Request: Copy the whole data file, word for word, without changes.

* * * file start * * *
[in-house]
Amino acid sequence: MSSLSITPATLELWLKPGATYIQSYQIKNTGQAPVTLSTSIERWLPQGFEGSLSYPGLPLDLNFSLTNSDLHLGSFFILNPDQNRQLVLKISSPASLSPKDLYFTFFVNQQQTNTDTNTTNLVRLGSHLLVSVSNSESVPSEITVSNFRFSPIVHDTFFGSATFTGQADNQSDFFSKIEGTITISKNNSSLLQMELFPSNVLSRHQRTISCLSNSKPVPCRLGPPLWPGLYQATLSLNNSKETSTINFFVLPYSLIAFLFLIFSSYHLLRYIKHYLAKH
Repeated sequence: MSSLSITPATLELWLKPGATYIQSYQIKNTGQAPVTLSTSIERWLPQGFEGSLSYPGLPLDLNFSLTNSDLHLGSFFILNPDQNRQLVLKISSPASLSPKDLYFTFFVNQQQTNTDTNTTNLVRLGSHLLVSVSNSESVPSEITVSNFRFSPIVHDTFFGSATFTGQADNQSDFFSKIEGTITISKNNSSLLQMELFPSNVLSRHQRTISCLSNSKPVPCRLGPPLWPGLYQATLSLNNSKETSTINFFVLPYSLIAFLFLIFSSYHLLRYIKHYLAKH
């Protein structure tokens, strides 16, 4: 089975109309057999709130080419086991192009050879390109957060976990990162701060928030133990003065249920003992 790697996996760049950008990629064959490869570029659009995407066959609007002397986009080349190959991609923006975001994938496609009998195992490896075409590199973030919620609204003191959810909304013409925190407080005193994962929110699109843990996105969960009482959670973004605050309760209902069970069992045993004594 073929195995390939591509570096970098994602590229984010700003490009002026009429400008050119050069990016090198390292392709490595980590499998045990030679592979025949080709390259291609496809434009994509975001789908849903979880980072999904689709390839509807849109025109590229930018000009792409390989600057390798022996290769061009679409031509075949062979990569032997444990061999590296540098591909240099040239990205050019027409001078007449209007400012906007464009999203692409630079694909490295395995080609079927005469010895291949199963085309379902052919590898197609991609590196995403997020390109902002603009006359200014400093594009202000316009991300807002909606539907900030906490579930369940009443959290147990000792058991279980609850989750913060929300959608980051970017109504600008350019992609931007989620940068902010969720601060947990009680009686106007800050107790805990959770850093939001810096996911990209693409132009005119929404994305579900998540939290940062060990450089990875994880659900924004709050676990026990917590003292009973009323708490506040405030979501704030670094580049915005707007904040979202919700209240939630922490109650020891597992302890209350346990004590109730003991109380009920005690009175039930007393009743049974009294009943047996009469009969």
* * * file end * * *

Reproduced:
[in-house]
Amino acid sequence: MSSLSITPATLELWLKPGATYIQSYQIKNTGQAPVTLSTSIERWLPQGFEGSLSYPGLPLDLNFSLTNSDLHLGSFFILNPDQNRQLVLKISSPASLSPKDLYFTFFVNQQQTNTDTNTTNLVRLGSHLLVSVSNSESVPSEITVSNFRFSPIVHDTFFGSATFTGQADNQSDFFSKIEGTITISKNNSSLLQMELFPSNVLSRHQRTISCLSNSKPVPCRLGPPLWPGLYQATLSLNNSKETSTINFFVLPYSLIAFLFLIFSSYHLLRYIKHYLAKH
Repeated sequence: MSSLSITPATLELWLKPGATYIQSYQIKNTGQAPVTLSTSIERWLPQGFEGSLSYPGLPLDLNFSLTNSDLHLGSFFILNPDQNRQLVLKISSPASLSPKDLYFTFFVNQQQTNTDTNTTNLVRLGSHLLVSVSNSESVPSEITVSNFRFSPIVHDTFFGSATFTGQADNQSDFFSKIEGTITISKNNSSLLQMELFPSNVLSRHQRTISCLSNSKPVPCRLGPPLWPGLYQATLSLNNSKETSTINFFVLPYSLIAFLFLIFSSYHLLRYIKHYLAKH
């Protein structure tokens, strides 16, 4: 089975109309057999709130080419086991192009050879390109957060976990990162701060928030133990003065249920003992 790697996996760049950008990629064959490869570029659009995407066959609007002397986009080349190959991609923006975001994938496609009998195992490896075409590199973030919620609204003191959810909304013409925190407080005193994962929110699109843990996105969960009482959670973004605050309760209902069970069992045993004594 073929195995390939591509570096970098994602590229984010700003490009002026009429400008050119050069990016090198390292392709490595980590499998045990030679592979025949080709390259291609496809434009994509975001789908849903979880980072999904689709390839509807849109025109590229930018000009792409390989600057390798022996290769061009679409031509075949062979990569032997444990061999590296540098591909240099040239990205050019027409001078007449209007400012906007464009999203692409630079694909490295395995080609079927005469010895291949199963085309379902052919590898197609991609590196995403997020390109902002603009006359200014400093594009202000316009991300807002909606539907900030906490579930369940009443959290147990000792058991279980609850989750913060929300959608980051970017109504600008350019992609931007989620940068902010969720601060947990009680009686106007800050107790805990959770850093939001810096996911990209693409132009005119929404994305579900998540939290940062060990450089990875994880659900924004709050676990026990917590003292009973009323708490506040405030979501704030670094580049915005707007904040979202919700209240939630922490109650020891597992302890209350346990004590109730003991109380009920005690009175039930007393009743049974009294009943047996009469009969």